Burnt Umber -For my father

Listen up, child, because I’m warning you.
Down south, there are mosquitoes—not
normal mosquitoes. These are as big as motorcycles
and twice as fast, and they will carry you off
if you’re not careful.

Don’t laugh. I’m serious!
They’ve been known to
carry small children away. They have wings,
noisy wings that sound like chainsaws
and if you listen, you can hear them flying around
looking for children.

When they find you,
they swoop down like small helicopters,
and before you even realize it
they’ll have you! They lift you up into the sky,
and then suck you dry almost instantly.

Those giant children-sucking mosquitoes
will suck every last drop of moisture out of you.
You’ll be dead before you hit the ground,
and then you’ll look like a dried-out-leaf,
the color of burnt umber, falling out
of the clear-blue-sky, blowing in the wind—
you’ll be lucky if anyone ever finds you.

As a matter of fact, that color that you will be,
burnt umber, is why they call them
Umber Mosquitoes.
Don’t laugh. I’ve seen ‘em!
They had one, stuffed,
at the Field Museum of Natural History in Chicago,
and it had a big gold plaque that read,
“Umber Mosquito that killed 700 children
and then died of indigestion.”

Nobody’s Horse

Near the low end of the meadow
there is a yellow horse. It lives
there—between the meadow and the pond.
It lives on someone’s land,
because everything is claimed,
but I know not whose.

It is, perhaps, the most beautiful
horse I will ever see,
and yet it is blind.
It knows nothing of beauty.

It is nobody’s horse, and even if it did
belong to anyone, this horse,
with its opaque eyes, might never know it.
Even the priceless thoroughbreds
may be unaware.

Underground Taxa

Beneath the cracked earth
of the desert, lay frogs.
They are dead, like seeds are dead,
until water brings them to life.

They have been found
inside rocks—mummified
inside crystal geode coffins.

Others wake up—the way
coma patients wake up.

For all I know, they could be
millions of years old—
Jurassic rock frogs.

They are out there, out in the desert,
just laying there like clods of earth,
until they are reborn,
and then they do what frogs do.
They hop away and eat things.

Flash Flood in Bridgman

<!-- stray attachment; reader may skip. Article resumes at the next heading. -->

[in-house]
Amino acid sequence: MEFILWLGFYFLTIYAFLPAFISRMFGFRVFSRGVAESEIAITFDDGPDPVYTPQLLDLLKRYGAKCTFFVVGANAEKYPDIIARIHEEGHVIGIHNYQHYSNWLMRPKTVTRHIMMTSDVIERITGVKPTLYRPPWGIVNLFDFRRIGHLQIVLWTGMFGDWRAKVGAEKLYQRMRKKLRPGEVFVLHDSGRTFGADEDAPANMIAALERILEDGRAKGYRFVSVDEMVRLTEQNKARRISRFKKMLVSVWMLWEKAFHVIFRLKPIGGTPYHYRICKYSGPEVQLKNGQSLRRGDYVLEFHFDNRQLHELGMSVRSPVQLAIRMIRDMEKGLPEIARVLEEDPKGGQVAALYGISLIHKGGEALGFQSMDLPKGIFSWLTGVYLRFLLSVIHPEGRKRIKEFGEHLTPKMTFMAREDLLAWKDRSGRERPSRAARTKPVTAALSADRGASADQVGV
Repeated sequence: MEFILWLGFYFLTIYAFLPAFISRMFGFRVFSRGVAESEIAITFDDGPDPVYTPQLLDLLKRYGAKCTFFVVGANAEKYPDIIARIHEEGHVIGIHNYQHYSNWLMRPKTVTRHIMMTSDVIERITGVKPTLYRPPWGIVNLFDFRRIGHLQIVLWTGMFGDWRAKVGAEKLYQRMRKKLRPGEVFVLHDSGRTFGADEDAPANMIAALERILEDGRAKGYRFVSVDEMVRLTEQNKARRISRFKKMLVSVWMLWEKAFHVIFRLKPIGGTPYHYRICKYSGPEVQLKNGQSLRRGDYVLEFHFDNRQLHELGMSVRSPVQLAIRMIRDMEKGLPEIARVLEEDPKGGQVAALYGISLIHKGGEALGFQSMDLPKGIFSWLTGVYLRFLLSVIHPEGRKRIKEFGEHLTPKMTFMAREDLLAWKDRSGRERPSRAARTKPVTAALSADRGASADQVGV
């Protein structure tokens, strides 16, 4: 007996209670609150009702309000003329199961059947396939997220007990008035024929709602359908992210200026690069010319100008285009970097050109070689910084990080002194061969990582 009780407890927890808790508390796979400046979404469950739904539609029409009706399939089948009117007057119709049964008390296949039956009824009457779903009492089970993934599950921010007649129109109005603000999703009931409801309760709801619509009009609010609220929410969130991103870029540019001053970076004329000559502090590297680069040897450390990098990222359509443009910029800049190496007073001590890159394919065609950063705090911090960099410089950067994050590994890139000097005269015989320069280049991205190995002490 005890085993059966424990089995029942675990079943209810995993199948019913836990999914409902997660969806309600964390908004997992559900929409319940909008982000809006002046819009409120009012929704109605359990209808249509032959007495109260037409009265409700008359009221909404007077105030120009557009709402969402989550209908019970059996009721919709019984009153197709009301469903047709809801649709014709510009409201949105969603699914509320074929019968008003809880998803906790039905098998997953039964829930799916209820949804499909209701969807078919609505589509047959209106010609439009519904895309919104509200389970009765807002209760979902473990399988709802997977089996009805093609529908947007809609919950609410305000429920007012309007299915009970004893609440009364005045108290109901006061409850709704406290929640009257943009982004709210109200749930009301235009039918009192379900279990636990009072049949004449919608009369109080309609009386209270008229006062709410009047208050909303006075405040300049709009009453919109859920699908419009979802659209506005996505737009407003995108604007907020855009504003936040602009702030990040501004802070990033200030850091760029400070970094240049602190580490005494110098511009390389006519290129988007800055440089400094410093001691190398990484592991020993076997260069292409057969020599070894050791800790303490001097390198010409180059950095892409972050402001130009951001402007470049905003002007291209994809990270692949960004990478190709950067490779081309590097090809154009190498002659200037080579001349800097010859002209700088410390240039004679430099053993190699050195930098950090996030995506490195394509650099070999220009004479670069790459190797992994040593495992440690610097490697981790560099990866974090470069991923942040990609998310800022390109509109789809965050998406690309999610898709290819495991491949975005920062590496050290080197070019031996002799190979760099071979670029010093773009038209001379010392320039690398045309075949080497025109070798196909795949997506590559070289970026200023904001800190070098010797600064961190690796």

On the edge of Bridgman
there are no sirens—no fanfare
when the river vomits in-
to the gulley, flooding the farm-
land, delivering odds and ends
from the river.

On the Rolling Acres, a shopping cart,
deposited with the receding waters,
is missing the wheels. Dead horses
bloat beside flat fish, staring
at the sun with opaque eyes.

Only two days later, flowers
open to the singing birds.
A brown barn begins to crackle,
cleaning itself—color shining
where mud falls away in sheets.
Only the meadow’s low end, still
a tiny pond jammed with turtles—
remains new.

My Father’s Woods

Walking through my father’s woods
I am reminded of the Eden
of nature, of the sinless creatures
high and low, they neither sow nor
reap, nor gather into barns, but
they are nourished there.

Walking through my father’s woods
I am read by blind saplings,
reaching out to read my face.
They are the turnstiles of the forest,
spreading out their arms to count
the parishioners called to prayer—
and their bent fingers resemble
The Creation of Adam. When I pass
they point to where the sinner went.
They are frail church ushers,
standing watch—but unable
to enforce piety.

Walking through my father’s woods
I see the sun shining through
the noble towers, creating
shadows that conceal the emerald
ash borer’s slow progression.
The soggy-black earth yields easily
beneath my feet, succumbing to the weight
of so much pressure, leaving dispirited
vestibules behind—vessels slowly filling
with muddy-sacred water.

In my father’s woods I am surrounded
by a bewildered audience, keenly aware—
wondering what to make of me
and my clumsy trudging about. It is judgment
day for me. I become a crescendo,
the moment before the denouement
when the music stops and the audience suspends,
silently waiting for God knows what
to happen next—and if I become still,
like the statue of Saint Finan—
a seven minute cemented interlude,
I can hear them, like angels, discussing me from the balcony,
and scribbling “Nephilim” in the Book of Jubilees.